Never Plant These Invasive Shrubs (and What to Grow Instead!)

Natural environments are threatened by exotic invading bushes. Their attractiveness and cheap upkeep help them survive and spread when they jump the garden fence into the woods and fields. After arriving, they outcompete natural plants that help wildlife survive.  

Butterfly bush has spread quickly through the Pacific Northwest and much of the East. It is known for attracting butterflies. To grow this plant, look for types like Blue Chip that are sterile and don't have seeds. 

Invasive Shrubs: Butterfly Bush

Eastern shrubs like buttonbush, New Jersey tea, summersweet, and elderberry attract butterflies. Ceanothus, spirea, California lilac, blackbrush, and west coast elderberry work. Butterfly bush does not support caterpillars, unlike many bushes. 

Butterfly Bush Alternative

People like this common plant for its deep red fall leaves, but in the East, Midwest, and South, it takes over forests and makes them unusable.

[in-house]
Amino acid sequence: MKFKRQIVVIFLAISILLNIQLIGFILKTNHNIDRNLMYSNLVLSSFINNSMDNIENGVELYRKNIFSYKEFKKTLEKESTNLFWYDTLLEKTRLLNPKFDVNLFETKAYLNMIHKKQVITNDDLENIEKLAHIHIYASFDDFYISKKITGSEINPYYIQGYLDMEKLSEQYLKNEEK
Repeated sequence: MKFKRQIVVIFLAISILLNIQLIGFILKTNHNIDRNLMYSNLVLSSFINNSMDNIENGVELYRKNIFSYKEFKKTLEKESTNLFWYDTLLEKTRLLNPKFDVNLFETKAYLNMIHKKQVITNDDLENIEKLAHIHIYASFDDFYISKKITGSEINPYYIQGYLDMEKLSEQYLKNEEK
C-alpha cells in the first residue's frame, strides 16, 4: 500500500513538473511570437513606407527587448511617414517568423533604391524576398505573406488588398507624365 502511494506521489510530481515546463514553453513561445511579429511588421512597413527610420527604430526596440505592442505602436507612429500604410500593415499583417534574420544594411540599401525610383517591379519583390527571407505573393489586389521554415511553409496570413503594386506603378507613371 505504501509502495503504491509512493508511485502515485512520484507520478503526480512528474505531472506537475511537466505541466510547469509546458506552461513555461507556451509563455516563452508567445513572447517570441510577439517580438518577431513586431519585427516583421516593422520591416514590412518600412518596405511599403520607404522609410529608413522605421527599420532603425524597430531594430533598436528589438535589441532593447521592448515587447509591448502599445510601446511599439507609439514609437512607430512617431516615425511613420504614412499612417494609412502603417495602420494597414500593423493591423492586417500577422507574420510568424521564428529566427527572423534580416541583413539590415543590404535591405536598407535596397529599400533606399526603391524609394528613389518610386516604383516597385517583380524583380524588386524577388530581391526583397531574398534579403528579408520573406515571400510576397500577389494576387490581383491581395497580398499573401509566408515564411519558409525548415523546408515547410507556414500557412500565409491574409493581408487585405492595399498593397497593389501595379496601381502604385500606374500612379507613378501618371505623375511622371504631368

Invasive Shrubs: Burning Bush

Native shrubs like sweetspire, blueberry, and fothergilla also have beautiful red displays. Pollinators can get nectar from these bright choices, and birds can get berries or both.  

Burning Bush Alternative

Those invasive plants feature red or orange berries. Birds eat them and scatter the seeds outside the garden, where they thrive. Barberry invades the Northeast, Great Lakes, and Northwest, while pyracantha invades California, Texas, and the Deep South. 

Invasive Shrubs: Japanese Barberry and Pyracantha

Dogwoods, winterberry holly, elderberry, chokeberry, native viburnums, blueberry, bayberry, wax myrtle, Oregon grape, and manzanita are superior. Spicebush, like these two invasives, has red berries and is deer-unfriendly. 

Barberry and Pyracantha Alternative

You may have invasive shrubs you didn't grow or buy from nurseries. Replace these long-established invasives to avoid regrowth. Remove and replace multiflora rose, Russian or autumn olive, Himalayan blackberry, buckthorn, privet, and bush honeysuckle. 

Other Invasive Shrubs to Avoid

You could also use hawthorn, Carolina rose, witch hazel, or highbush blueberry. You can try any mix of natural plants that looks good in the area and helps wildlife. 

Native Shrub Alternative

Also see

Gardening Basics: Secrets From the Garden Center

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